I can’t remember the exact quote or even find it – which is weird because I take and keep a whole lot of notes.
But I was reading something about the military and their discipline, and the topic of fear came up. The author quoted a higher-up in the military (I know these exact details really make this story come alive, don’t they?), who said something to the effect of, “Everyone is scared of war and of dying. The measure of a strong man isn’t someone who has no fear, it’s someone who is brave enough to do the thing anyway.”
That’s a terrible paraphrase, but you get the idea.
Everyone from FDR to Nelson Mandela to Emma Watson (?) has been quoted as saying, “Bravery is not the absence of fear.”
In my efforts to search for this quote on Google, I came across a Quora question about how soldiers are able to fight without being afraid of dying.
A former paratrooper opened up with a very straightforward answer: “I’ve never seen a soldier on the battlefield who wasn’t afraid of dying. Some are more afraid than others, but aside from psychopaths and idiots, everyone is scared.”
Why is fear on my mind?
My 5-year old son is in the middle of a weeks-long panic attack.
You see, tonight is his preschool Christmas program at our church. He’ll get up in front with his classmates and join in singing and recitations telling about the birth of Jesus.
At least, that’s the idea.
As a parent, I’ve been waiting anxiously for this. Last Sunday morning in church, he sang Silent Night at the top of his lungs from memory. He would crush it in a Christmas program.
Except he’s completely terrified by the prospect of standing in front of people.
Just the mention of the Christmas program sends him into a 10-15 minute barrage of tears and hugs. He doesn’t think he can do it. His teacher has moved him to the back of the group in hopes that he’ll feel a little safer up there, but it’s definitely going to be an issue.
When he woke up this morning, he was already freaking out about tonight’s program.
My attempt to handle his fear
My son embarrasses very easily, and if he feels that people are watching him, he clams up. He gets that from me – I was a very self-conscious little boy myself.
So when I came downstairs to make breakfast, I had him sit on my lap, and I asked him what he was afraid of.
His two issues?
- That people would be watching him.
- That everyone else would get sick and he would be the only one up there.
Number Two was pretty easy to tackle.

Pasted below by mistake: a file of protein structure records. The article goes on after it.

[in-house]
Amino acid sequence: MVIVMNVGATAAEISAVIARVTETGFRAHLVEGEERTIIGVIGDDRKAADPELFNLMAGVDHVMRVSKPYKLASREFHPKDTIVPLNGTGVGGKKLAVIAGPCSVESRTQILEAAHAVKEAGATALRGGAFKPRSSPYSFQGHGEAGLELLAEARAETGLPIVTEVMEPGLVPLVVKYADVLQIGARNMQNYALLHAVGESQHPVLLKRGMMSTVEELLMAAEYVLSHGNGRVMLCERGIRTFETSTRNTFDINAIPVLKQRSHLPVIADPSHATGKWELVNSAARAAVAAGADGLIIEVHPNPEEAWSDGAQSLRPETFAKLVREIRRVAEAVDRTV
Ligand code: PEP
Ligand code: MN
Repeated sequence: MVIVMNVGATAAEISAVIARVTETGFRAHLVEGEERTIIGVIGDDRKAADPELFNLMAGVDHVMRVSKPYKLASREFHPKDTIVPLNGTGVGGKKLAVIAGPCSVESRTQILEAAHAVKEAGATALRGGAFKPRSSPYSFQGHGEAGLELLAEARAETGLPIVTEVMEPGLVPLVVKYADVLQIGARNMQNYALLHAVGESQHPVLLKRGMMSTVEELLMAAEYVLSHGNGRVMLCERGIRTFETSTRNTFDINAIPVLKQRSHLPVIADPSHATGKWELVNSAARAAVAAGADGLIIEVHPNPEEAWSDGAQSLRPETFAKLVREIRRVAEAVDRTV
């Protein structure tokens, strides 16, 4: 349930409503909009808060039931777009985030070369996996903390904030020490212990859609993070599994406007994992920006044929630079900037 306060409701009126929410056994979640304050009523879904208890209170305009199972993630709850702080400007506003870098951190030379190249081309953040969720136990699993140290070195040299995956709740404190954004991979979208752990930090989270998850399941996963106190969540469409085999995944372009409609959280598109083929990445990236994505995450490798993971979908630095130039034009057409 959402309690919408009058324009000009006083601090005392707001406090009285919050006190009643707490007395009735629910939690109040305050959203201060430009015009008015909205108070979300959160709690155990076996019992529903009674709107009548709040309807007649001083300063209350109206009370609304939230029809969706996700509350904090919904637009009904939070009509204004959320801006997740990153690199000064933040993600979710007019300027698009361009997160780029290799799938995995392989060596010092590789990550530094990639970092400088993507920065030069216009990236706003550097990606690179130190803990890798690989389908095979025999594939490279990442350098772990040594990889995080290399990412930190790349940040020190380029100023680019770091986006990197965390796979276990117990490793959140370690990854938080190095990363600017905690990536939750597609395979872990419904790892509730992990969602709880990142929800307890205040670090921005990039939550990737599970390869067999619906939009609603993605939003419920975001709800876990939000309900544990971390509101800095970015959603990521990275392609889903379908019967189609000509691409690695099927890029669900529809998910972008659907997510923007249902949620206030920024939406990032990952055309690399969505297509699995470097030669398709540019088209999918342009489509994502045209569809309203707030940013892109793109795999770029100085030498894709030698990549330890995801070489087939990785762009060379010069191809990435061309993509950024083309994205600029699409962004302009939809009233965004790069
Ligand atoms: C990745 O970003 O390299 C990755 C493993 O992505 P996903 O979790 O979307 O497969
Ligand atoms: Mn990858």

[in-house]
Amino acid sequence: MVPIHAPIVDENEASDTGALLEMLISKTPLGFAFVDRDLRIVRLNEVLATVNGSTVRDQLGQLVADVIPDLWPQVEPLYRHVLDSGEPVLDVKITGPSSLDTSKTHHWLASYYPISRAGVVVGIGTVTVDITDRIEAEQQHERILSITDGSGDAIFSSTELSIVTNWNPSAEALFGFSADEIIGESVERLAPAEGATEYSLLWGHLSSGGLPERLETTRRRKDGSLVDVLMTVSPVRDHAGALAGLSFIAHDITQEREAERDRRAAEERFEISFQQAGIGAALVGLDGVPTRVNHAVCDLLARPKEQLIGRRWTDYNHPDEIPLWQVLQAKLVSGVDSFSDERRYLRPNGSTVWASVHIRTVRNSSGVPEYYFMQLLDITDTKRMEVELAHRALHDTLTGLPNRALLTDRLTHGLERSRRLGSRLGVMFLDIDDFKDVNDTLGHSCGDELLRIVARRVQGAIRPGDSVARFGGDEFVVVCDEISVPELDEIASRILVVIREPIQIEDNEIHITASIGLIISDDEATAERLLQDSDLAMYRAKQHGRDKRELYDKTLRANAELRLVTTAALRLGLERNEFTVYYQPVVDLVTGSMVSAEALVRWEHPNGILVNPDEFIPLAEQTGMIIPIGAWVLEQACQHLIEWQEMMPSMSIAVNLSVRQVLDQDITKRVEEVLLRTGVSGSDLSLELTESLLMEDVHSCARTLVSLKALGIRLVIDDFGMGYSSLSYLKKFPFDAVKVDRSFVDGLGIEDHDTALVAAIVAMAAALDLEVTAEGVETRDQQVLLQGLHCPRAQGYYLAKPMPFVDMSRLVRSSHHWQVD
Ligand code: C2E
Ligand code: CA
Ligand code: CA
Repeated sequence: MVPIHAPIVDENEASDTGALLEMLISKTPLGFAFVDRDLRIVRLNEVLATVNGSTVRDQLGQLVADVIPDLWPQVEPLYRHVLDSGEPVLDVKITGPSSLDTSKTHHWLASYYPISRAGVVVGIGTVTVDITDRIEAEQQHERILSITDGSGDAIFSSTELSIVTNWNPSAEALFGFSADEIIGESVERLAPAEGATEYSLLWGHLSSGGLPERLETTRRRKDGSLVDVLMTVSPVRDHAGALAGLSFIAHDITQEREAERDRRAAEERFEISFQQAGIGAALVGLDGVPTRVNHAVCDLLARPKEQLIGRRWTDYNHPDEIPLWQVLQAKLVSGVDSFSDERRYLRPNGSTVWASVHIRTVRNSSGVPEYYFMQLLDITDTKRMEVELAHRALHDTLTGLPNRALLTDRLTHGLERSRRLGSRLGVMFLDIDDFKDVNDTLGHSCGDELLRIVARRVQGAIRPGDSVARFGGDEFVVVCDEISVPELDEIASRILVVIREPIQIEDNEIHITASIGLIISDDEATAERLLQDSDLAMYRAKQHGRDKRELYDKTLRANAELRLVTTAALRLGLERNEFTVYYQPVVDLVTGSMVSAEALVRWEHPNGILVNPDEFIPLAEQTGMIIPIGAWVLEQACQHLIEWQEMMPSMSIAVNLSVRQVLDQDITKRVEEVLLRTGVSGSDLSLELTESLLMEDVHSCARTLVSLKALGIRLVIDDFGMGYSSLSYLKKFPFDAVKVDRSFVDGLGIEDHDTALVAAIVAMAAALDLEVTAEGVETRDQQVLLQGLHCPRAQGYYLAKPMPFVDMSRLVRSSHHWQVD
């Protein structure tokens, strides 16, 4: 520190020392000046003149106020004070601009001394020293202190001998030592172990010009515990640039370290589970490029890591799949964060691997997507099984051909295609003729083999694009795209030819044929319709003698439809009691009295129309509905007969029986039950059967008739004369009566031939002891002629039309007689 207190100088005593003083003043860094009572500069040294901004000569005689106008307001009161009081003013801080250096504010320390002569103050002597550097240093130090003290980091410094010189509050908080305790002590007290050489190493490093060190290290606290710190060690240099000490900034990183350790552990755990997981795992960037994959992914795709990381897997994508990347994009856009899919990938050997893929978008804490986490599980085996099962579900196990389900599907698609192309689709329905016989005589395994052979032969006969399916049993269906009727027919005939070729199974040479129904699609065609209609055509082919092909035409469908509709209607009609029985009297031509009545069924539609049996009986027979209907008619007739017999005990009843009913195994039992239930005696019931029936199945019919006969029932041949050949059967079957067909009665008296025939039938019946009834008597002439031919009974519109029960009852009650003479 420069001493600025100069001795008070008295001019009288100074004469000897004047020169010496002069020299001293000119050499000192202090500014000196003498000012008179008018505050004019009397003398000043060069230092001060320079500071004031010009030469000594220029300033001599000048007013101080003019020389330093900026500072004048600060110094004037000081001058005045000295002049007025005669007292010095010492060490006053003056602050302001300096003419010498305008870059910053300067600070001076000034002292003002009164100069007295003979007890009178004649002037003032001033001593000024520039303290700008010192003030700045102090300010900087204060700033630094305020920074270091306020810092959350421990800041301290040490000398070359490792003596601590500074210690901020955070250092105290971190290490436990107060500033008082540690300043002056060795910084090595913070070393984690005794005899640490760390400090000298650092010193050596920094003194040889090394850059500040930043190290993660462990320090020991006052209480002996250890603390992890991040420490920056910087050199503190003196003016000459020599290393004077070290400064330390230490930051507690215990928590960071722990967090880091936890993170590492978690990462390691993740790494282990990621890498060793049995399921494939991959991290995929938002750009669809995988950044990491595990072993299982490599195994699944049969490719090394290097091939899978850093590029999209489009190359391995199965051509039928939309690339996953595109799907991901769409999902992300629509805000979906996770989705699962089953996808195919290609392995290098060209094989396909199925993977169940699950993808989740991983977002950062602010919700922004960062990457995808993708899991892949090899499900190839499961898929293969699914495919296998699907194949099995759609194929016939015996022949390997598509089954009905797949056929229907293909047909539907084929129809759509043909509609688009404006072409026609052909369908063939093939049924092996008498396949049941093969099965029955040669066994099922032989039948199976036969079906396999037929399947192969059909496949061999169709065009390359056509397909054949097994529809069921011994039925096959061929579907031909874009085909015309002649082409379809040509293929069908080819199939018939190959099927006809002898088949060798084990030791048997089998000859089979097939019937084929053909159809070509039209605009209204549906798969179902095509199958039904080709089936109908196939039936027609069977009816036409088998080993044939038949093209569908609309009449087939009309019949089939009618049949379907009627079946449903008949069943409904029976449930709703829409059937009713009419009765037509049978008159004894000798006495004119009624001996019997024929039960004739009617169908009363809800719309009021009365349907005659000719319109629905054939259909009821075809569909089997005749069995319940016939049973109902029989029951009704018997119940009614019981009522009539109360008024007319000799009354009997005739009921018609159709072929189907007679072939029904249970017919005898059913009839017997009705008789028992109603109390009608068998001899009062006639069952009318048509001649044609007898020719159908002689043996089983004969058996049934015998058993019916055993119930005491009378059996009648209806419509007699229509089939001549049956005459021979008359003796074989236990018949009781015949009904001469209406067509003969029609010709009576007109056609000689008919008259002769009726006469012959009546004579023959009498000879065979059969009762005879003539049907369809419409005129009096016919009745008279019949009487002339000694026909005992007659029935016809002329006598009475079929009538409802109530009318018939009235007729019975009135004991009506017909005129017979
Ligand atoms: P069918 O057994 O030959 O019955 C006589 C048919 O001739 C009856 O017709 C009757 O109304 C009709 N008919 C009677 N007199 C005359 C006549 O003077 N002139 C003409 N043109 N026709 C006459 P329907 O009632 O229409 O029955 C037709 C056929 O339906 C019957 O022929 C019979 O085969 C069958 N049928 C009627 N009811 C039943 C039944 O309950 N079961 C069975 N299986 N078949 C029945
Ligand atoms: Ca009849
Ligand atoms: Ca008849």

But Number One was a little more complicated. Obviously, people would watch him.
I explained to him that everyone would be there to see their own kids. So (his classmate) Emily’s parents would be there to watch Emily, not him. Same for CC’s parents and Thea’s parents and all the others. Nobody was there to watch him (not quite true, but you get what I’m going for).
Next, I told him that the key to not being watched is to blend in. If all the other kids are standing and reciting Luke 2, and he was crying or not saying anything, he wouldn’t blend in. People would watch him. He had to at least look like he was participating so that nobody would pay attention to him.
Finally, I told him I didn’t care if he said the recitations or sang along with the songs – all he had to do was move his lips. Over and over throughout the morning, I got him to say that he would move his lips. That was going to be his focus.
After all of that, he seemed to calm down and feel a little better about it.
What do you do when you’re crippled with fear?
“JUST DO IT” is macho nonsense.
Yes, there is a sense that you should do the thing anyway. I’m not advocating that we ignore it. But sometimes you can’t just power through.
To hack through my boy’s fears and get him down to something he could process, I followed a few guidelines that I think we all could keep in mind during scary times:
- I made sure he knew his fear was acknowledged and okay. Like every military source I can find, fear exists in everybody. There’s no avoiding it or getting rid of it. It’s okay to be scared. I wanted Jack to feel like his fears were being heard just so that he wouldn’t beat himself up over them. That wouldn’t be productive.
- I dug down into the source of the fear. “I’m scared to do the Christmas program” doesn’t tell me anything. I asked “Why?” a bunch of times to him until I could get into, really, the deep-down point of the fear. He was afraid of being singled out and watched. That’s something we can address.
- I explained why that fear was unlikely to become reality. Most of our fears are rooted in misconceptions or exaggerations, right? Being logical doesn’t eliminate fear, but it helps to keep it a little more under control.
- I gave him ONE THING to focus on. “Just move your lips”. That’s it. If he can go up there in front of everyone and move his lips, I will likely cry with pride. It’s so easy to take a 10,000-foot view of your fears and all the horrible things that can go wrong. Often, it’s very effective to just zero in on one thing you can do to address the worst of it. If Jack focuses on moving his lips, he’ll blend in and nobody will pay attention to him (except for his parents and grandparents, of course). That’s all he has to do to feel better up there. What’s one thing you can do to face your fear without focusing on ALL OF IT AT ONCE?
Listen, I have zero clue how tonight is going to go. He seemed like he had a handle on it. But anyone with parents knows that it could all collapse in a heartbeat. This could be an abject failure.
But that’s because he’s five years old.
If you’re reading this, you’re probably not five. But you do have fears. If you find yourself spiraling out of control with panic, see if you can just take a few deep, calming breaths and focus on the steps above to get you to it or get you through it.
Conquering fear isn’t easy, but it’s not complicated either. You have the tools to do it, you just have to use them.